A growing trend in America has been reducing parents to little more than a bystander in a child’s life and educational career. And thankfully, it could soon be torn down, thanks to the introduction of a newly proposed bill in the U.S. House of Representatives.
The measure, known as H.R 5, or the Parents Bill of Rights Act, is a direct response to what far too many parents have been seeing in their children’s schools and educational facilities. If you don’t have children or haven’t been unfortunate to hear about any of this, suffice it to say that parents have been shut out of the educational process in far too many school districts.
Instead of letting the parent 1) know what their child is learning and 2) have a say in that, schools have kept parents in the dark about what their kiddos are learning. And then, should parents find out and not be happy about it or just have questions, some have gone to rather extreme lengths to punish those parents, suing them or even recommending that child services get involved. (And no, I’m not kidding.)
To be sure, it’s a frightening time to be a parent.
Thankfully, Republican lawmakers have noticed this trend and are implementing plans to stop it.
The Parents Bill of Rights Act is a major part of that.
It was introduced last week by GOP Representative Julia Letlow from Louisiana. But she is not alone; 106 other congressional members joined her to cosponsor the bill.
According to the bill and Speaker of the House, Kevin McCarthy, above all, it and its five pillars demand transparency from America’s public schools.
As McCarthy accurately said, as parents, our children are our whole world. Just about everything we do and say is for them. And yet, somehow, America’s educational system has cut us out.
McCarthy explained that this fact became clear, thanks largely to the COVID-19 pandemic when students were sent home and forced to learn at home and online for months on end. While this was difficult for all parties involved, it offered parents a peek into what was really being taught in their children’s classrooms.
And unfortunately, far too many of us didn’t like what we saw.
We learned that ideologies like critical race theory, gender identity, and more were being pushed on our kids. And all without our knowledge and say so.
And as I mentioned before, we got into trouble once we started questioning those things.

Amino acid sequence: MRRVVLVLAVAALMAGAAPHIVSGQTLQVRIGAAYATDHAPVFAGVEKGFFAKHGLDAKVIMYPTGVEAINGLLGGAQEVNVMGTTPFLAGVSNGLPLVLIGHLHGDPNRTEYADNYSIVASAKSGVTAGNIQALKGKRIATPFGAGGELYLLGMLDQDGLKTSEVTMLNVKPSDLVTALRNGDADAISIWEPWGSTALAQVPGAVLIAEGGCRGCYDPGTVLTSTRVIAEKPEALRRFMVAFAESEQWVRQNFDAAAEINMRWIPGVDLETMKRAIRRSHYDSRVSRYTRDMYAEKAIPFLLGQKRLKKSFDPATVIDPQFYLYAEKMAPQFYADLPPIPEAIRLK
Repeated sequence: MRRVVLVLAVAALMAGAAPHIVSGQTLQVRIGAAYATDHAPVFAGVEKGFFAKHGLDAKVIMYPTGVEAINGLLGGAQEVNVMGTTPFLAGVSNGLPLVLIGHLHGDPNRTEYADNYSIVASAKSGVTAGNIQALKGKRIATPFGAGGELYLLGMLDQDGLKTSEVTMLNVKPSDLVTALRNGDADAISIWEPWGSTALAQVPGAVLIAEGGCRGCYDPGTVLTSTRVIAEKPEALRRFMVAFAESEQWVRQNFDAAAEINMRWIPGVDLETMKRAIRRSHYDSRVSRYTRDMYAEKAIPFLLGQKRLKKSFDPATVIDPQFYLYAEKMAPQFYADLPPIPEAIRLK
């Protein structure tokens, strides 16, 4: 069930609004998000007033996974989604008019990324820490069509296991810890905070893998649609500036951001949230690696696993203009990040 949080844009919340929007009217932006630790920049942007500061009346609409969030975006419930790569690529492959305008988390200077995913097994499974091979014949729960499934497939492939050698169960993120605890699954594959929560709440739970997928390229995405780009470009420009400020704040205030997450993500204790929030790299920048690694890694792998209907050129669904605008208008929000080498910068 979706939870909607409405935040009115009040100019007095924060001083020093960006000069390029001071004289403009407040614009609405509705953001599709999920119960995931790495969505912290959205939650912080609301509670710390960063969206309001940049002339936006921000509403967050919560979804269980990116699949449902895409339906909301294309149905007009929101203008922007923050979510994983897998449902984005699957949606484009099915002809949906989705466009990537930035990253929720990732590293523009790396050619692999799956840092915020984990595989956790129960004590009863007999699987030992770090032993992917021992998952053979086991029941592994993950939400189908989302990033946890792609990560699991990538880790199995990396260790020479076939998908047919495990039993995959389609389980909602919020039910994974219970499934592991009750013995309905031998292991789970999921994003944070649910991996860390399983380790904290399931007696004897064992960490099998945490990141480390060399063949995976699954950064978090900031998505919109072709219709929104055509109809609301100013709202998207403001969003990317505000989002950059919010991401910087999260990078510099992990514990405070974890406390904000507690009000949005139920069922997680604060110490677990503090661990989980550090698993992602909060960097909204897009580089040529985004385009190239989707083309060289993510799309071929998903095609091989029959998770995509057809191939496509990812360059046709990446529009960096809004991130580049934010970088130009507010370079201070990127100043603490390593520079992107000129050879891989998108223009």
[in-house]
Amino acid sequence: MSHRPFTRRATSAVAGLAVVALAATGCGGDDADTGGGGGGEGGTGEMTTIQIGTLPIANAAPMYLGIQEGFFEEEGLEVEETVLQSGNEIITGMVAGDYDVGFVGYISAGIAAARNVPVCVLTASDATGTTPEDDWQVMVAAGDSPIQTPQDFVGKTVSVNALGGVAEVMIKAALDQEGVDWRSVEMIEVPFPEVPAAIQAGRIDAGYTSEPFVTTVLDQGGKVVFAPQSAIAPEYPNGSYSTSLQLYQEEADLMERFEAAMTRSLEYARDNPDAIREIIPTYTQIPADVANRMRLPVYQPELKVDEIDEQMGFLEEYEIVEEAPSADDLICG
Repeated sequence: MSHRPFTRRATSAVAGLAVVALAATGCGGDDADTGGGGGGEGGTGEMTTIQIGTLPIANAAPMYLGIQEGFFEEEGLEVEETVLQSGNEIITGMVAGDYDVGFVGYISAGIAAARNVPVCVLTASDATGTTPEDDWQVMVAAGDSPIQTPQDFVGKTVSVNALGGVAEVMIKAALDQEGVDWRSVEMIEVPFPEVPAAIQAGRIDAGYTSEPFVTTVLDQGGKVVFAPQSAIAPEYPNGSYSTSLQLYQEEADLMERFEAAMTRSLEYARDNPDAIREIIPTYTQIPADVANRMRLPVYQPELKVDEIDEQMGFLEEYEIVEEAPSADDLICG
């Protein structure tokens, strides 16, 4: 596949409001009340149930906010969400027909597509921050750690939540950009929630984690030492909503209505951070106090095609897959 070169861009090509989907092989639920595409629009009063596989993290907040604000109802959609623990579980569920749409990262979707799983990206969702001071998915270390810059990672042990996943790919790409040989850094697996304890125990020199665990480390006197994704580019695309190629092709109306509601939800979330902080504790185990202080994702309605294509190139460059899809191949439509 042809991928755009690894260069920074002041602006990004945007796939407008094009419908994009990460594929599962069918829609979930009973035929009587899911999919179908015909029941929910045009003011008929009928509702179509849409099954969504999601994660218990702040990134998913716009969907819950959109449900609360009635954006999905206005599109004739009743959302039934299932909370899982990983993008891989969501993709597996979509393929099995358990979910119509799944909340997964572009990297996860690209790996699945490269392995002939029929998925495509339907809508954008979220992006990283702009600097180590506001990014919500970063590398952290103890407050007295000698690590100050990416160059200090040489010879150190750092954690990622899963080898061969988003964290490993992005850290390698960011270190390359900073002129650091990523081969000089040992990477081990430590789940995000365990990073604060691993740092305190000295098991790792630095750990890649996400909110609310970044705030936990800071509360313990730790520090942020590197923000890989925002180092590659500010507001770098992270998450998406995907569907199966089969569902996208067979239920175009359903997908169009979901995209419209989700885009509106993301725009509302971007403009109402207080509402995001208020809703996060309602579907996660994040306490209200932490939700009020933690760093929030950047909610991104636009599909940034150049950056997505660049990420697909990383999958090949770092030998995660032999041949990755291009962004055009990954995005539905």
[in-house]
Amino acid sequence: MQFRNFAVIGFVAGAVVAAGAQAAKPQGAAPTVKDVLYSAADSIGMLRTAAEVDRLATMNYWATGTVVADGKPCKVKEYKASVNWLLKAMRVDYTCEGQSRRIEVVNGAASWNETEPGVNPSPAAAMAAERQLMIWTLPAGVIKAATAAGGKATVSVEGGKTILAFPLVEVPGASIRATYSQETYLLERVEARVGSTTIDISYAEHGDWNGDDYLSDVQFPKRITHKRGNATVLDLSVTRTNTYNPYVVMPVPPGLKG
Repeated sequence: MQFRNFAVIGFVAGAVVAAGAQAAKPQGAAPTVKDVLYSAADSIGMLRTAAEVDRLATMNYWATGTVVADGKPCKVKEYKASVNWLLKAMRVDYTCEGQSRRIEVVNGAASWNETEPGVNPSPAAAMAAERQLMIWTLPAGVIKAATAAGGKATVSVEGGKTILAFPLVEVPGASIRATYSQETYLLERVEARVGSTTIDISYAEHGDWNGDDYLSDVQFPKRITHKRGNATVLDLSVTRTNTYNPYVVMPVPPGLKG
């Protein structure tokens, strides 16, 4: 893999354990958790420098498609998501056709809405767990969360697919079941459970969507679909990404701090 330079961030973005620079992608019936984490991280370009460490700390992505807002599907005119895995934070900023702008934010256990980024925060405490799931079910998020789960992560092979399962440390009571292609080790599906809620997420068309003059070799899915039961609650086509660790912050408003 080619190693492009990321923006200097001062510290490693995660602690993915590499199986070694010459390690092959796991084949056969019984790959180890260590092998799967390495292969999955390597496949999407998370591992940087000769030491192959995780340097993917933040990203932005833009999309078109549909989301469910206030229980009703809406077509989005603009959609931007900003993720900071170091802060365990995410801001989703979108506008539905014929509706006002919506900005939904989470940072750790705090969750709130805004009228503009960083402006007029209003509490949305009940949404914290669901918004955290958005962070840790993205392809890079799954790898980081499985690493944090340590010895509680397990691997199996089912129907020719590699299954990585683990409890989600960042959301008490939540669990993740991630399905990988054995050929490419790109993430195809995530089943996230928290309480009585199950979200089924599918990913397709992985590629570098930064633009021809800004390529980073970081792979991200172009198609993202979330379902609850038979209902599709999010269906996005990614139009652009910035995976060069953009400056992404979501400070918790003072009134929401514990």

Therefore, the point of this bill is to ensure that from here on out, parents see and know what our kids are learning and have a right to question that.
As McCarthy said in a recent speech and wrote in a comment on his website, “The Parents Bill of Rights… is built on five pillars: The right to know what’s being taught in your schools and actually see it. The right to be heard and not sued for asking. The right to see your school budgets and to understand how they’re spending the money. The right to protect your child’s privacy and for the teacher not to be the parent. The parent is always the parent. And the right to be updated on any violent activity at school.”
McCarthy correctly pointed out that education should always be “the great equalizer.” It doesn’t matter your background, race, religion, or wealth. Our schools should be where none of that comes into play, where we are given equal opportunities and educational skills.
But that won’t happen if schools allow certain ideologies to take over and indoctrinate our youth into thinking one way or another. And it certainly won’t happen if parents are kept in the dark about what their children are learning.
Furthermore, this is clearly an issue that parents care about. Just ask ousted and former Virginia Governor Terry McAuliffe. He told constituents that parents shouldn’t have a say in education, and he lost. His opponent – and the new Virginia governor – ran on the opposite idea.
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